As his helicopter turned toward the Denver skyline and the Rocky Mountains, Pope John Paul II fingered his rosary and gazed at the 500,000-plus worshippers gathered in Cherry Creek State Park for the closing Mass of World Youth Day in 1993.
What the pope was thinking and feeling at that moment can be summed up in one English word, according to the American journalist and theologian who recently released “Witness to Hope,” a stunning 992-page biography of John Paul. And that word is “Gotcha!”
Many bishops and commentators had expressed doubts that young people soaked in malls and MTV would rally around the aging pontiff. Yet the pope envisioned an updated version of New Testament drama in which St. Paul met the Greek intelligentsia in the court of Areopagus and sympathetically noted their mysterious altar dedicated “to an unknown god.”
For John Paul, said Weigel, World Youth Day’s success was a “vindication of his claim that you could take the Gospel into the heart of secular modernity. This is why Denver was chosen. It was chosen because it is a self-consciously modern and secular city. He was saying, ‘We are going to the Areopagus and we’ll have World Youth Day at the altar of the unknown microchip.’ “
In that Mass, John Paul told his flock: “Do not be afraid to go out on the streets and into public places, like the first apostles who preached Christ and the good news of salvation in the squares of cities, towns and villages. It is time to preach it from the rooftops.”
The young people prayed and marched and cheered, while legions of journalists debated whether a new generation was ready to obey this pope, or merely impressed by his star power.
This is a variation on a critical question about John Paul II. This pope survived Nazism and played a pivotal role — if not THE pivotal role — in the fall of Communism. But has he vanquished “cafeteria Catholicism,” a do-it-yourself brand of faith that reflects this consumer-friendly age?
The most popular critique of John Paul, writes Weigel, comes from a chorus of secular media voices and leaders in Catholic academia. It argues that this pope is, despite his courage and impact as a statesman, best understood as an authoritarian who has opposed the birth of a collegial, flexible, modern church. This critique argues that John Paul has been especially oppressive to intellectuals and women and, thus, is ridiculously old-fashioned.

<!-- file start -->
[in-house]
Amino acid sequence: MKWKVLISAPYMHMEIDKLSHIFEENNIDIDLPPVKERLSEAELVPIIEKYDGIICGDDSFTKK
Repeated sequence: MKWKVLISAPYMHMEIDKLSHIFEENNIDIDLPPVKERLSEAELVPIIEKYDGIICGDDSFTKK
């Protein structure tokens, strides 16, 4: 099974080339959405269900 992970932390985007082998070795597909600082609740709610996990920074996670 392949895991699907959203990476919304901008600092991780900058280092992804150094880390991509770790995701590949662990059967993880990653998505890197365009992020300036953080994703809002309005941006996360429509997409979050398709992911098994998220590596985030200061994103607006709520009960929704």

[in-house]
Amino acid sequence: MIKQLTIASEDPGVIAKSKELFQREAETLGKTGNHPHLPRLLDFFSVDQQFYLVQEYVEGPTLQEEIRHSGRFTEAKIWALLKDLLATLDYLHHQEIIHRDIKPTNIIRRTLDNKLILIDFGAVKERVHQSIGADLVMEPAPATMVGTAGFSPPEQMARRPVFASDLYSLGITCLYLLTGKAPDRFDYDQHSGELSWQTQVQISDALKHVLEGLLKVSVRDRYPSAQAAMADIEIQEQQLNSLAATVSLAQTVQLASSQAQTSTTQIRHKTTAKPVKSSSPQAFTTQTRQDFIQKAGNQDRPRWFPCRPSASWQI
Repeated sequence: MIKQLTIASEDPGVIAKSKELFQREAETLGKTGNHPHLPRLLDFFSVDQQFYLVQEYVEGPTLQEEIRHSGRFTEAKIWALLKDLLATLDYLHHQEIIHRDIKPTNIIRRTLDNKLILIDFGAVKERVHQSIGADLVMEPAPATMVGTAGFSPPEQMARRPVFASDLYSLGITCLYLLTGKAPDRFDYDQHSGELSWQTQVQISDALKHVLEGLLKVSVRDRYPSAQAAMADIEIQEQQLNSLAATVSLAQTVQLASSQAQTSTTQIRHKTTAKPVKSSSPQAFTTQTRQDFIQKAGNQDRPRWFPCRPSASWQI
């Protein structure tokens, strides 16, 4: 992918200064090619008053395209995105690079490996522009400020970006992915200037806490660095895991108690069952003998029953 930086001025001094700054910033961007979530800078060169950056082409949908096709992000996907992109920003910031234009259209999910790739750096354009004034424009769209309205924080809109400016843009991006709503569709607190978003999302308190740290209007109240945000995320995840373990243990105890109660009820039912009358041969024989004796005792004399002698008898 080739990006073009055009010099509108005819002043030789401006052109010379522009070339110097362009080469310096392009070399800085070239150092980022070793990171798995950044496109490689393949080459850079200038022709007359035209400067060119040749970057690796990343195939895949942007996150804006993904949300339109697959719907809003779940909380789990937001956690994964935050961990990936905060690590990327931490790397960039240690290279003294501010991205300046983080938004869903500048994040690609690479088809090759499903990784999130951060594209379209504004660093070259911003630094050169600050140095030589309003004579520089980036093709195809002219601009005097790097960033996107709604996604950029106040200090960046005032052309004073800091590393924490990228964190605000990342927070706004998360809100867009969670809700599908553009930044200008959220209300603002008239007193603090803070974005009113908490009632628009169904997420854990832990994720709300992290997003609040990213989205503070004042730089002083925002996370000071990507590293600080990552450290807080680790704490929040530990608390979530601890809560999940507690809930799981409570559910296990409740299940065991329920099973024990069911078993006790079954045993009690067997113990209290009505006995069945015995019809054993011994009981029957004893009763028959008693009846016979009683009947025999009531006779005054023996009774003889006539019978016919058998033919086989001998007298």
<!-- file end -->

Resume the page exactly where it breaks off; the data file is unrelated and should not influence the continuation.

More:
But Weigel flatly notes that 35 years “after Vatican II, John Paul II’s intellectual critics, and in some instances his avowed enemies, remain firmly in control of most theological faculties in the Western world. If this is repression, it is repression of a very inefficient sort.”
Thus, many Catholic conservatives – who yearn for the restoration of order and discipline in an era they believe is dangerously chaotic – now offer an equally harsh critique. They believe that John Paul has been a wonderful prophet and a sensitive priest, but say he has failed to be an effective king.
Weigel said it is important to remember that before he was a priest, bishop, cardinal and pope, the young Karol Wojtyla was an actor and playwright. Today, John Paul still believes that life is a drama with many acts, one in which actors must make leaps of faith from who they are to who they should be. And because of the drama he has watched unfold in his native Poland, the pope believes that the content of a culture is more important than political, economic and even military power.
John Paul has not been trying to win a battle. He has been trying to be a witness and an evangelist who confronts what he believes is a global “culture of death.” The pope has refused to condemn the modern world, or to compromise with it.
“I think that the pope is a man who is utterly convinced that God is in charge of history and that the truth wins out over time,” said Weigel. “He is quite confident that the best way to preach that truth is through the model of Christ – who did not propose the truth with a bludgeon, but with the example of his own life.”